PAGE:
Temps Did Most Work in Tobacco Case
BALTIMORE (AP) - Lawyers provided by a temp agency accounted for almost a quarter of the hours of legal work performed by a prominent law firm on the state's case against the tobacco industry, according to billing records.
Of the 34,000 hours of legal work performed by Peter Angelos' firm, 7,822 were performed by recent law school graduates supplied by Special Counsel, a national legal services company.
Angelos' firm paid Special Counsel $21 an hour for the attorneys, according to the records, which were made public during the legal dispute between Angelos and the state over his fee.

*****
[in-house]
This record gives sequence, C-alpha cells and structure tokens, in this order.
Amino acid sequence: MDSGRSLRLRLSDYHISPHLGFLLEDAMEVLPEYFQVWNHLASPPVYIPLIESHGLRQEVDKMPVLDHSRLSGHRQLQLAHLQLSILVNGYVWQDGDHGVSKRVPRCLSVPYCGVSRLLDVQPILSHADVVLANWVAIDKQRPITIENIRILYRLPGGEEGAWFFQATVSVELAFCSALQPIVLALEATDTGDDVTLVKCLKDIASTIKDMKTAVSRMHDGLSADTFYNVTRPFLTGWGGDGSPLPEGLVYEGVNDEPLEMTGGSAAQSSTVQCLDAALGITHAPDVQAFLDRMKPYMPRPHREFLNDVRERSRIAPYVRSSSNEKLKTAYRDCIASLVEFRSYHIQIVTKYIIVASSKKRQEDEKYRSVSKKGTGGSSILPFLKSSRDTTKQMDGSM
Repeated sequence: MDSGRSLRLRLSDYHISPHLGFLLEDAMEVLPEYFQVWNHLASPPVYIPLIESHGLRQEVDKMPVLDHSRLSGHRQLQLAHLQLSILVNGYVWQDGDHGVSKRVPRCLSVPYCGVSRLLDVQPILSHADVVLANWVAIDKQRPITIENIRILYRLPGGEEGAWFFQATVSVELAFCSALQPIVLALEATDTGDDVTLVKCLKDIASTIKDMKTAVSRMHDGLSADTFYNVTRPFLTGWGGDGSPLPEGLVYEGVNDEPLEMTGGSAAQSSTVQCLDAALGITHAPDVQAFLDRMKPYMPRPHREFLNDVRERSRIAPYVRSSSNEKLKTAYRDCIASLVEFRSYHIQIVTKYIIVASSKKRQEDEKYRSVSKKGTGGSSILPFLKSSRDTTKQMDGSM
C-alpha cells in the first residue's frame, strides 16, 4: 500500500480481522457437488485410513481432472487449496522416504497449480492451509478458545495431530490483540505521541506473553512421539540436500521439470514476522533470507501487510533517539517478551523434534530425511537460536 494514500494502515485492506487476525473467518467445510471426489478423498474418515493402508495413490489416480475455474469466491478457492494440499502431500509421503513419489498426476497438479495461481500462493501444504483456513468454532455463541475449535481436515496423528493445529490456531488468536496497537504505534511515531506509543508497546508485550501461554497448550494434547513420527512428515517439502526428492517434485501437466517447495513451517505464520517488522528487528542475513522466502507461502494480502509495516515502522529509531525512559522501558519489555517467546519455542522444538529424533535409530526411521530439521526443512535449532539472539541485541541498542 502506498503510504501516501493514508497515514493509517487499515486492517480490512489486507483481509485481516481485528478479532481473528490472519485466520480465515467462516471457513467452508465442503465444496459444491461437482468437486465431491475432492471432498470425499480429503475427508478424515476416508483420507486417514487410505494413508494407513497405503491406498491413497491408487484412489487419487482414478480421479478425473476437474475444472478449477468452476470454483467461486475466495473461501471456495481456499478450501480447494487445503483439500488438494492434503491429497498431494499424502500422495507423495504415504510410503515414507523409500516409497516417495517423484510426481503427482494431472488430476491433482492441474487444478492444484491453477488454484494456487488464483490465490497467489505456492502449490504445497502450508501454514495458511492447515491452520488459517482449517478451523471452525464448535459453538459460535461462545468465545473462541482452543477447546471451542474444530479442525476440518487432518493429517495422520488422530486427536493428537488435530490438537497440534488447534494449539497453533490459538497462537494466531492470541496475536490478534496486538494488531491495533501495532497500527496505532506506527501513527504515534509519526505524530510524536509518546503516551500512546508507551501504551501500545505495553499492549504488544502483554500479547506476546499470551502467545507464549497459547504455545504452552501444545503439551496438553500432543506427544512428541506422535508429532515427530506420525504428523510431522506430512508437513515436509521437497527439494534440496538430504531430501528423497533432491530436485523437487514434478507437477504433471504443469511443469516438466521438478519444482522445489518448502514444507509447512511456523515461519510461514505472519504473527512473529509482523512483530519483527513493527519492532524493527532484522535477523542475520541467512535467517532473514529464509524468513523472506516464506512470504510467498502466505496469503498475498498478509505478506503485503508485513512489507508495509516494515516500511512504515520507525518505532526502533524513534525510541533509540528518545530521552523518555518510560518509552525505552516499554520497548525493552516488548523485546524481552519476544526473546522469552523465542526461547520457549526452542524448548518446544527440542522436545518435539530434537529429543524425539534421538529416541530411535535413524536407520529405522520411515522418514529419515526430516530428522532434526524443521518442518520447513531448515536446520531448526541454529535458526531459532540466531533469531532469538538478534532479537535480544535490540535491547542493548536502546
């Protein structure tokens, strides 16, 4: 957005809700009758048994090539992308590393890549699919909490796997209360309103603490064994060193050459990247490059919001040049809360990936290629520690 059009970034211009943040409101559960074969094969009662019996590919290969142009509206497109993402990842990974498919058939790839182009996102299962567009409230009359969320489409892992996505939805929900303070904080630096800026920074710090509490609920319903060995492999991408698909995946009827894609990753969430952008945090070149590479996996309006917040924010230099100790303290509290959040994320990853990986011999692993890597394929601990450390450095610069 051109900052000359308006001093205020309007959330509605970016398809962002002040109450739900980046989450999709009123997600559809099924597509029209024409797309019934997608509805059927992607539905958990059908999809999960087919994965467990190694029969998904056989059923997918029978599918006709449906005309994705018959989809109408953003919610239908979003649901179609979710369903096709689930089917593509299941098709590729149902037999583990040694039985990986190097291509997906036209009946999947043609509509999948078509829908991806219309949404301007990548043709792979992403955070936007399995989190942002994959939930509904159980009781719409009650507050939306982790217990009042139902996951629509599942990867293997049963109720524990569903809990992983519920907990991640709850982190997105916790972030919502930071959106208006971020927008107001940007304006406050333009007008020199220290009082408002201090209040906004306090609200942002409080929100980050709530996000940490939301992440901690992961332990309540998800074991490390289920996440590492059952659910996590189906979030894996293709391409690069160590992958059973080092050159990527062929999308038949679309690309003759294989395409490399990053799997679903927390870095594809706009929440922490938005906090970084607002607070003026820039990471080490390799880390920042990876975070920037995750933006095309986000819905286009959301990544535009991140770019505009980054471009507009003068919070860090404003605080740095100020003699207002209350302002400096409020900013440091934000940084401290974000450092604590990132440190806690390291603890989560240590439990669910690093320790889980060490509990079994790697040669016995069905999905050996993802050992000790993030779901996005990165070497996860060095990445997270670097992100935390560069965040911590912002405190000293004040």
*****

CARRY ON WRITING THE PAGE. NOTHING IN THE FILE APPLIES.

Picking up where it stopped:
Angelos is seeking 25 percent of Maryland's $4.6 billion share of the national tobacco settlement - a fee he said was agreed upon by his firm and the state, which is suing to block the payment.
Angelos said the hours spent on the case and the use of lawyers provided by the temp agency are irrelevant because the agreement was a ``clear-cut contingency fee contract.''
A judge has scheduled a trial for next year to decide on a fair fee.